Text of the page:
Saffron Hill’s name derives the time that it was part of an estate on which saffron grew.
Saffron Hill formed part of the liberty of Saffron Hill, Hatton Garden
, Ely Rents and Ely Place
which became part of the County of London in 1889. It was abolished in 1900 and formed part of the Metropolitan Borough of Holborn
In 1850 it was described as a squalid neighbourhood, the home of paupers and thieves. In Charles Dickens’s 1837 novel Oliver Twist (Chapter 8), the Artful Dodger leads Oliver to Fagin’s den in Field Lane, the southern extension of Saffron Hill: "a dirty and more wretched place he (Oliver) had never seen. The street was very narrow and muddy, and the air was impregnated with filthy odours".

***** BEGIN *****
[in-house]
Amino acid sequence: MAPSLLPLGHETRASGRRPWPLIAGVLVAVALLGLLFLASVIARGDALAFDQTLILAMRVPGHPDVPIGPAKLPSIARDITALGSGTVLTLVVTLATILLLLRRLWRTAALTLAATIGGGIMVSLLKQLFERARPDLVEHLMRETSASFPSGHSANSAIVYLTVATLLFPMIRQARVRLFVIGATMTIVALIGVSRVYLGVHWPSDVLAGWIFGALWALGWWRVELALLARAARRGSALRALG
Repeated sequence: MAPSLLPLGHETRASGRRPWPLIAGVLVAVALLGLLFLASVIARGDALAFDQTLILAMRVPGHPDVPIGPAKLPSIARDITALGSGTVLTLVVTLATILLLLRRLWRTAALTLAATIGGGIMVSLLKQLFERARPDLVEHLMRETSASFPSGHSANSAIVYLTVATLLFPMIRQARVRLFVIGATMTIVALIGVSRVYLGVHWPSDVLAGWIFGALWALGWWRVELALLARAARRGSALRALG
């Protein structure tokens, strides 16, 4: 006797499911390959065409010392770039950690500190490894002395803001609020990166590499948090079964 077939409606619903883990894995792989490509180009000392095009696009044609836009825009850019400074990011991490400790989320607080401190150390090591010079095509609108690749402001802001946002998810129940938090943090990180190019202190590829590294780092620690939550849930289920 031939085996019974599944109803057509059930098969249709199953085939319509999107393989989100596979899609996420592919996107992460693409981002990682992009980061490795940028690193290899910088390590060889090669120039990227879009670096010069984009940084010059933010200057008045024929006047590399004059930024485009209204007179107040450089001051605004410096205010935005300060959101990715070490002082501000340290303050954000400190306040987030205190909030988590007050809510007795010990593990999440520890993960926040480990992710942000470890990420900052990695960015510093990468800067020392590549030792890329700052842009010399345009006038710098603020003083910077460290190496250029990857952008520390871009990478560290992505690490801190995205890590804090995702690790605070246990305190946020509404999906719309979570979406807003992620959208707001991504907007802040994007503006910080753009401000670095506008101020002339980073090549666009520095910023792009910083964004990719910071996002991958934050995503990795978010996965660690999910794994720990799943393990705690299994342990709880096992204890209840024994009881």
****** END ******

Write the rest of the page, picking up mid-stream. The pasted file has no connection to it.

Saffron Hill is mentioned in the Arthur Conan Doyle Sherlock Holmes story "The Adventure of the Six Napoleons", as the Italian Quarter where the Venucci family can be found.
Saffron Hill has become more residential in recent years with the building of several blocks of ’luxury’ apartments, including Da Vinci House
situated in the former "Punch magazine" printworks and the architecturally distinctive Ziggurat Building.